The next question arises for the type of pathway and the mechanism involved for sodium benzoate degradation available with P. citronellolis which may enhance our understanding about the complete role of nutrients in the regulation of the degradation process. The molecular details of generalized pathway utilized by aerobic bacteria are widely known and are available with KEGG database. However, the associated mechanism for sodium benzoate degradation by P. citronellolis is being explored by studying specific enzymatic reactions, transcriptome analysis, and gene expression studies.

Conclusion

Statistical methods, PB and RSM enabled to understand the interplay of additional carbon and nitrogen sources as well as micronutrients on sodium benzoate degradation by P. citronellolis. Being vulnerable to biological degradation, even sodium benzoate degradation faced severe competition due to the co-existence of other carbon sources. Micronutrients turned out to be the major influencing factors, of which NH4Cl and MgSO4 were positively influencing whereas KH2PO4 was negatively influencing sodium benzoate degradation. However, the negative effects of KH2PO4 could be nullified by higher amount of NH4Cl. Statistically significant model was developed for SB degradation where the desirable concentrations of micronutrients were derived. With the ability to quantitatively describe the interaction effects of multiple nutrients on the system response, DOE and statistical modeling helps in strategically designing bioprocesses for successful full-scale application of bioremediation.

Data Availability Statement

The datasets presented in this study can be found in online repositories. The names of the repository/repositories and accession number(s) can be found in the article/Supplementary Material.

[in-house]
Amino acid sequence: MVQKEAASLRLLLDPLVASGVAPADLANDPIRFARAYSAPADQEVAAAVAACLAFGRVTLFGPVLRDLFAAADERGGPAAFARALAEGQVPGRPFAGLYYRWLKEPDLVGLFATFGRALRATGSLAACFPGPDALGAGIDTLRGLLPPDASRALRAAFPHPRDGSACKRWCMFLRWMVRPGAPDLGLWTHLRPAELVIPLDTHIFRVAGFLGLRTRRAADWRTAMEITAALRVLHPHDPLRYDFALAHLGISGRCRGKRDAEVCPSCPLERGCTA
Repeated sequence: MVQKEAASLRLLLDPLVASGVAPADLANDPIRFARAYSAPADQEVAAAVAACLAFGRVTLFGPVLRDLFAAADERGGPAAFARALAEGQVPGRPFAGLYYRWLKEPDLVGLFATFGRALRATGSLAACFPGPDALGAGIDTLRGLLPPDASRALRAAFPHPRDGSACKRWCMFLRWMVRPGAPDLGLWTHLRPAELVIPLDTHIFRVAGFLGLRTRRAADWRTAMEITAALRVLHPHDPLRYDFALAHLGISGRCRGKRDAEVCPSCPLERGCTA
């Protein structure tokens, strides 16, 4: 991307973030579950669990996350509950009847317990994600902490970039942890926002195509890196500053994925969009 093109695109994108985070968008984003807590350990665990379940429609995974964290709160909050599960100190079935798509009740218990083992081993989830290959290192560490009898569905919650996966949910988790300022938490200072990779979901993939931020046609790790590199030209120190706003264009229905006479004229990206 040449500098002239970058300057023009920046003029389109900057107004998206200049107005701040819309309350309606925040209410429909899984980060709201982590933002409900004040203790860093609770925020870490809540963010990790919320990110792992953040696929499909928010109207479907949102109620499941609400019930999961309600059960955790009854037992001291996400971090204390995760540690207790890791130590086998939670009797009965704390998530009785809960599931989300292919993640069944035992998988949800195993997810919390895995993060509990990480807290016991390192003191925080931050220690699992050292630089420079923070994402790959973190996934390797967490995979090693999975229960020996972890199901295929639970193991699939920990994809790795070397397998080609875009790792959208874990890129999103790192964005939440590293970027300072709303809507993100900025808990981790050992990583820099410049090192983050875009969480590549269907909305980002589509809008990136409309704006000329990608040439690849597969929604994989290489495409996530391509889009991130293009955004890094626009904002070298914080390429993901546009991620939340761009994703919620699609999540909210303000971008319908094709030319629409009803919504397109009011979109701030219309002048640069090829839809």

Author Contributions

NM and PZ conceptualized the research work. PZ executed in laboratory, prepared the draft of manuscript. NM edited the manuscript. RP and AI helped in performing the statistical and data analysis as well as in preparation of manuscript. All authors contributed to the article and approved the submitted version.

Funding

This work was partly supported by the Department of Biotechnology (DBT), Govt. of India, Delhi through a project (Grant NO. BT/PR-13691/BCE/08/797/2010 dated 14 Jun 2011).

Conflict of Interest

The authors declare that the research was conducted in the absence of any commercial or financial relationships that could be construed as a potential conflict of interest.

Supplementary Material

The Supplementary Material for this article can be found online at: https://www.frontiersin.org/articles/10.3389/fmicb.2021.634753/full#supplementary-material

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Keywords: textile effluents, macronutrients, micronutrients, sodium benzoate biodegradation, Pseudomonas citronellolis, response surface methodology

Citation: Zaveri P, Iyer AR, Patel R and Munshi NS (2021) Uncovering Competitive and Restorative Effects of Macro- and Micronutrients on Sodium Benzoate Biodegradation. Front. Microbiol. 12:634753. doi: 10.3389/fmicb.2021.634753

Received: 28 November 2020; Accepted: 01 February 2021;
Published: 17 March 2021.

Edited by:

Eric D. van Hullebusch, Université de Paris, France

Reviewed by:

Manikant Tripathi, Avadh University, India
Muhammad Arslan, University of Alberta, Canada

Copyright © 2021 Zaveri, Iyer, Patel and Munshi. This is an open-access article distributed under the terms of the Creative Commons Attribution License (CC BY). The use, distribution or reproduction in other forums is permitted, provided the original author(s) and the copyright owner(s) are credited and that the original publication in this journal is cited, in accordance with accepted academic practice. No use, distribution or reproduction is permitted which does not comply with these terms.

*Correspondence: Nasreen Shakil Munshi, nasreen.munshi@nirmauni.ac.in